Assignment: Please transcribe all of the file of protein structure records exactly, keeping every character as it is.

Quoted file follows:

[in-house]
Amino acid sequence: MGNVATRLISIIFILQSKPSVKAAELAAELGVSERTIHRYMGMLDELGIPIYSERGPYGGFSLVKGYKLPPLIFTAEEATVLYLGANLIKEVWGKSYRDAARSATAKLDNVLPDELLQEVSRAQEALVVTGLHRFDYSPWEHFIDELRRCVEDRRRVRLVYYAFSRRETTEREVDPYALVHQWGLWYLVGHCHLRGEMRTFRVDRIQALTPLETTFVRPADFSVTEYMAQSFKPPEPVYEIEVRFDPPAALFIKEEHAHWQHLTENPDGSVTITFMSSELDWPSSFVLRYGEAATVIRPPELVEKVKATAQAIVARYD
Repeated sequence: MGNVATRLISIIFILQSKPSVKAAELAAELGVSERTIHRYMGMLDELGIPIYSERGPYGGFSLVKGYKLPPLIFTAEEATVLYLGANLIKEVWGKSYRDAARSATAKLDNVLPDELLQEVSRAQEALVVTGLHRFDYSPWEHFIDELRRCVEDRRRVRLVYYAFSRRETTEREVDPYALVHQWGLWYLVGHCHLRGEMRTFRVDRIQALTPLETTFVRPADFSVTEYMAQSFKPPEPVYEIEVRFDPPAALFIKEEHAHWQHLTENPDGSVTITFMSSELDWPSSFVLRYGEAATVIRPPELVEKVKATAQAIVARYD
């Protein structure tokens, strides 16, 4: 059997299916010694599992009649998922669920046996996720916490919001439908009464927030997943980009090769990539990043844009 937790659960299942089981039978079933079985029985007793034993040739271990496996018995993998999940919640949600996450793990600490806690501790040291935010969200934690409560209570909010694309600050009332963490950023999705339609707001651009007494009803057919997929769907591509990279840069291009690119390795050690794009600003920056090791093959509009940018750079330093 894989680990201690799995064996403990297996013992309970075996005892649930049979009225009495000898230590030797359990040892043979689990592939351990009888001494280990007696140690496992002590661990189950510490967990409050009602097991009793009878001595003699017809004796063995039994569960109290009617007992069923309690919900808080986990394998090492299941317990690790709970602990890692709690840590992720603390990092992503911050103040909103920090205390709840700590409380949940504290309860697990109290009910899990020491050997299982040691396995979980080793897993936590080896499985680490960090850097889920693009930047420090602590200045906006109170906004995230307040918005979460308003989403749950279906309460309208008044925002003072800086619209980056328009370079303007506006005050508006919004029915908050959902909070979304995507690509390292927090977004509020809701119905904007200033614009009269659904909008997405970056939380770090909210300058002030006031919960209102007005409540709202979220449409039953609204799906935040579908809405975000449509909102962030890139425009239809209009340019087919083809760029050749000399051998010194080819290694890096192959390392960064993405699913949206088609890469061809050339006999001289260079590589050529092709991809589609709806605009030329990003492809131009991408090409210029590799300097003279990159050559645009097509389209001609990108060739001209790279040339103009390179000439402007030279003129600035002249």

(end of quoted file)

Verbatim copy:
[in-house]
Amino acid sequence: MGNVATRLISIIFILQSKPSVKAAELAAELGVSERTIHRYMGMLDELGIPIYSERGPYGGFSLVKGYKLPPLIFTAEEATVLYLGANLIKEVWGKSYRDAARSATAKLDNVLPDELLQEVSRAQEALVVTGLHRFDYSPWEHFIDELRRCVEDRRRVRLVYYAFSRRETTEREVDPYALVHQWGLWYLVGHCHLRGEMRTFRVDRIQALTPLETTFVRPADFSVTEYMAQSFKPPEPVYEIEVRFDPPAALFIKEEHAHWQHLTENPDGSVTITFMSSELDWPSSFVLRYGEAATVIRPPELVEKVKATAQAIVARYD
Repeated sequence: MGNVATRLISIIFILQSKPSVKAAELAAELGVSERTIHRYMGMLDELGIPIYSERGPYGGFSLVKGYKLPPLIFTAEEATVLYLGANLIKEVWGKSYRDAARSATAKLDNVLPDELLQEVSRAQEALVVTGLHRFDYSPWEHFIDELRRCVEDRRRVRLVYYAFSRRETTEREVDPYALVHQWGLWYLVGHCHLRGEMRTFRVDRIQALTPLETTFVRPADFSVTEYMAQSFKPPEPVYEIEVRFDPPAALFIKEEHAHWQHLTENPDGSVTITFMSSELDWPSSFVLRYGEAATVIRPPELVEKVKATAQAIVARYD
């Protein structure tokens, strides 16, 4: 059997299916010694599992009649998922669920046996996720916490919001439908009464927030997943980009090769990539990043844009 937790659960299942089981039978079933079985029985007793034993040739271990496996018995993998999940919640949600996450793990600490806690501790040291935010969200934690409560209570909010694309600050009332963490950023999705339609707001651009007494009803057919997929769907591509990279840069291009690119390795050690794009600003920056090791093959509009940018750079330093 894989680990201690799995064996403990297996013992309970075996005892649930049979009225009495000898230590030797359990040892043979689990592939351990009888001494280990007696140690496992002590661990189950510490967990409050009602097991009793009878001595003699017809004796063995039994569960109290009617007992069923309690919900808080986990394998090492299941317990690790709970602990890692709690840590992720603390990092992503911050103040909103920090205390709840700590409380949940504290309860697990109290009910899990020491050997299982040691396995979980080793897993936590080896499985680490960090850097889920693009930047420090602590200045906006109170906004995230307040918005979460308003989403749950279906309460309208008044925002003072800086619209980056328009370079303007506006005050508006919004029915908050959902909070979304995507690509390292927090977004509020809701119905904007200033614009009269659904909008997405970056939380770090909210300058002030006031919960209102007005409540709202979220449409039953609204799906935040579908809405975000449509909102962030890139425009239809209009340019087919083809760029050749000399051998010194080819290694890096192959390392960064993405699913949206088609890469061809050339006999001289260079590589050529092709991809589609709806605009030329990003492809131009991408090409210029590799300097003279990159050559645009097509389209001609990108060739001209790279040339103009390179000439402007030279003129600035002249």